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We have a decarbonised electricity grid!
Guilherme Cardoso, Nuclear Technology Advisor, nucleareurope
The European Commission has finally, (and perhaps unintentionally) defined what a decarbonised electricity grid is by setting a maximum limit of carbon emissions per unit of power generated in order for a grid to be considered clean/ green/environmentally friendly (or whatever else you may want to call it).
This cap comes in the form of a criteria according to which a Member State no longer needs to respect the so-called ‘additionality rule’ when it wants to produce renewable hydrogen. The ‘additionality rule’ basically means that, in order for renewable hydrogen to count towards meeting the targets set by the European Union (20 million tonnes, 10 tonnes produced in the Union and 10 tonnes imported), facilities built less than 36 months ago must produce an equivalent amount of renewable energy. This is to ensure that renewable energy is not redirected from the grid for other purposes (such as hydrogen production) as this would make it more difficult to meet the grid decarbonisation targets.
This limit imposed by the Commission is 64 grams of CO2 for every kWh of electricity used for hydrogen production. To get an idea of what this figure means, in 2021 the EU average for the EU was 275gCO2/KWh according to the European Environment Agency. By comparison, Germany stands at 402gCO2/KWh, Portugal (which claims to be very green) at 220gCO2/KWh, Estonia at 946gCO2/KWh (!) and Sweden at just 9gCO2/KWh (yes, nine…).
It is therefore not surprising that very few countries are in a position to respect this criteria. In fact only two are: France and Sweden. And what do these two countries have in common? They both produce a large proportion of their electricity from nuclear power: 31% in Sweden and 75% in France.
Despite the claims of advocates of a 100% renewable energy system, they have yet to prove that a full decarbonisation of society is possible without recourse to stable, on-demand energy sources, i.e. hydropower or nuclear. Hydro is less and less an option, as the water we have in dams (when we have it) is better used for human consumption or agriculture. Portugal saw that last summer.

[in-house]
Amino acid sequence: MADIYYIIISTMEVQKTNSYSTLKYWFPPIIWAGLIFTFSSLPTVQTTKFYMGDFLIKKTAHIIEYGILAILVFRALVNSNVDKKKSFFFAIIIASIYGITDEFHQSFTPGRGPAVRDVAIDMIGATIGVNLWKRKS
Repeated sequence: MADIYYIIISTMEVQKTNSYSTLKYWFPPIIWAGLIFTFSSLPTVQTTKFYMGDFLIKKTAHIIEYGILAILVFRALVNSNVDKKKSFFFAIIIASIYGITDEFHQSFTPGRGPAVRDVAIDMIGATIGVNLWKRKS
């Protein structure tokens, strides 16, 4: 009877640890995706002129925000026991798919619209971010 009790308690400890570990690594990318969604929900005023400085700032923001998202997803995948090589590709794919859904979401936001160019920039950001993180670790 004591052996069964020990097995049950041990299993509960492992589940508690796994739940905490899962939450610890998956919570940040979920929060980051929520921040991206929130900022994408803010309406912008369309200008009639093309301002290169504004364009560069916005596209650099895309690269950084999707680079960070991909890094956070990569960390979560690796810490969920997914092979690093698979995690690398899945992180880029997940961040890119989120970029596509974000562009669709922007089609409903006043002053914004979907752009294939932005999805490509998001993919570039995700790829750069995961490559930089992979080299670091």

Let’s look at Germany, which decided to prematurely close its nuclear plants. It has invested 500 billion euros in the transition to renewable energy and what was the result? An electricity grid almost one and a half times more polluting than the European average. Consumption of lignite (the dirtiest type of coal) has increased, forests and villages have been destroyed to make way for open-pit mines. And for what? So that anti-science and anti-progress activists will be happy with the closure of nuclear power stations? It doesn’t seem like much of a trade-off to me.
This problem becomes even more apparent when we think about the amount of energy it will take to produce all the hydrogen we will need to consume. From transport, heating, to energy intensive industries such as steel production, hydrogen promises to transform the way we use energy on a daily basis. In 2017, 73% of all energy consumed in the EU still came from fossil fuels (European Environment Agency data). All of this needs to be replaced as soon as possible via electrification and with low-carbon hydrogen Excluding the largest source of low-carbon energy simply for ideological reasons is, in my view, criminal.
Nuclear power generates 50% of low-carbon electricity in the European Union. 13 Member States use nuclear power, with the overwhelming majority of them planning to expand their reactor fleet. Countries like Estonia and Poland are now preparing to take advantage of this technology, even Italy, traditionally anti-nuclear since the 1980s is reconsidering its position. Perhaps the discussion should also be opened in Portugal, where we still need energy when it is dark, when there is no wind and when the dams are empty.